Blood Oranges, with their distinct crimson colour and sweet juicy flavour, are now in season, through to the end of November. To celebrate the first pick of the 2016 Blood Orange crop, third generation citrus farmers, Redbelly Citrus, hosted a feast of the season’s finest at Lucio’s in Paddington, purely to demonstrate the many uses for this delicious fruit in cooking.
From an entrée of kingfish fennel and olives with blood orange dressing, a main of roast duck marinated with blood orange and served with a blood orange sauce to a chocolate cannoli filled with blood orange mousse, this versatile fruit has no boundaries when it comes to a chef’s imagination.
Redbelly blood oranges are grown in Australia’s Riverina, located in Southern New South Wales, where the day and night temperatures match almost exactly the climate of the best blood orange growing regions of Sicily. Redbelly blood oranges have a distinct flavour that is reminiscent of the Sicilian blood oranges, more so than blood oranges grown in other regions of Australia.
“Blood oranges are a fantastic fruit to cook with and mix with. You’ll notice a strong citrus base flavour with distinct raspberry notes. There’s a lot to play around with, which makes for good fun in the bar and in the kitchen,” said Len Mancini, co-founder and Director at Redbelly Citrus, Australia’s premium producer of blood oranges. “Not only are they packed full of flavour, but their rich crimson colour looks incredible whether you blend, mix, squeeze or slice them. You can use them in any recipe that calls for regular oranges as well. We want mixologists, chefs and home cooks to get inspired with a fruit not commonly on the menu or shopping list and experiment with the exquisite flavour.”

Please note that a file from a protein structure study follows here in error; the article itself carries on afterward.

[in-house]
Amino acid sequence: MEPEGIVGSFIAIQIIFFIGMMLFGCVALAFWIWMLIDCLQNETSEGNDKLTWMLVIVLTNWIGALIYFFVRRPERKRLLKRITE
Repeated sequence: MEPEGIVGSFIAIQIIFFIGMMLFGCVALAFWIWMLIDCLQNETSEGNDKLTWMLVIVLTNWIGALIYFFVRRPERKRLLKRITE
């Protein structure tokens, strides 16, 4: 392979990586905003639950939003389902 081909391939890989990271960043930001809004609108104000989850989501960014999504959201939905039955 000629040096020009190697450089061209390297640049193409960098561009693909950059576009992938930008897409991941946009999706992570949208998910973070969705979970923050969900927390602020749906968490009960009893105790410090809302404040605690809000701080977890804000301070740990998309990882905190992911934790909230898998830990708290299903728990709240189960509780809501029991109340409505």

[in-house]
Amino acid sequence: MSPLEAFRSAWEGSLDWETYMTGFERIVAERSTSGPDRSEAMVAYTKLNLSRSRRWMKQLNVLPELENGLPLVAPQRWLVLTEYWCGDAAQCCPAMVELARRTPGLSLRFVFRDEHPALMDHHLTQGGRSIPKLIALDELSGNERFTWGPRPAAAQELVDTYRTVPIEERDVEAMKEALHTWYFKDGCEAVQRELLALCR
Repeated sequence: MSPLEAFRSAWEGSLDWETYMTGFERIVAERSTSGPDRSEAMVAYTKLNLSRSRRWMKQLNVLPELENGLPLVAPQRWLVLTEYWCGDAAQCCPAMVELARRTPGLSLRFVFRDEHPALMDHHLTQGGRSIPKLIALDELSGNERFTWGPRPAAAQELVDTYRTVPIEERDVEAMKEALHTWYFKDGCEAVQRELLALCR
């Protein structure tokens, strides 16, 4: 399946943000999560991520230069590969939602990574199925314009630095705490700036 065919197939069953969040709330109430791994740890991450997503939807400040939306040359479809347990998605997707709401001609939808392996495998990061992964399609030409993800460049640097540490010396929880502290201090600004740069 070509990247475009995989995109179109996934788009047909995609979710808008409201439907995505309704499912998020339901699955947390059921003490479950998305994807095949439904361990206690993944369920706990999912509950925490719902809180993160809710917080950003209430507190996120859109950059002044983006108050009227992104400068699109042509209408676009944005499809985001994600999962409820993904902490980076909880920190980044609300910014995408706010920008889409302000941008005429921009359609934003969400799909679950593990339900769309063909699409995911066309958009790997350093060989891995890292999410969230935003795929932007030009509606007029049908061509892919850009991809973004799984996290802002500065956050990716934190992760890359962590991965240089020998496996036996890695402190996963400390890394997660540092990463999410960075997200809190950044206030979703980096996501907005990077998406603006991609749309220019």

Boasting many health benefits, blood oranges trump their citrus cousins and superfood competitors as they are better tasting, better looking and full of goodness. Packed full of antioxidants and vitamin C, their distinct deep crimson colour is a result of the anthocyanins produced in the flesh of the fruit. These anthocyanins have been found to reduce the impacts of modern life and improve health.
With blood oranges available from late July through to the end of November, look out for fruit with an even blush of colour on the skin to indicate a vibrant red when cut open.
Redbelly blood oranges are available at most independent grocers, fruit stores and fresh fruit markets. They are softer to the touch than navel oranges, which means they are full of juice. Smaller blood oranges are more likely to be red right through and larger fruit will have opal-like variations between orange and red. Store in the fridge to maintain freshness and the cold will actually help develop the internal colour over a couple of weeks.
Sandra Tiltman Photos: John Pond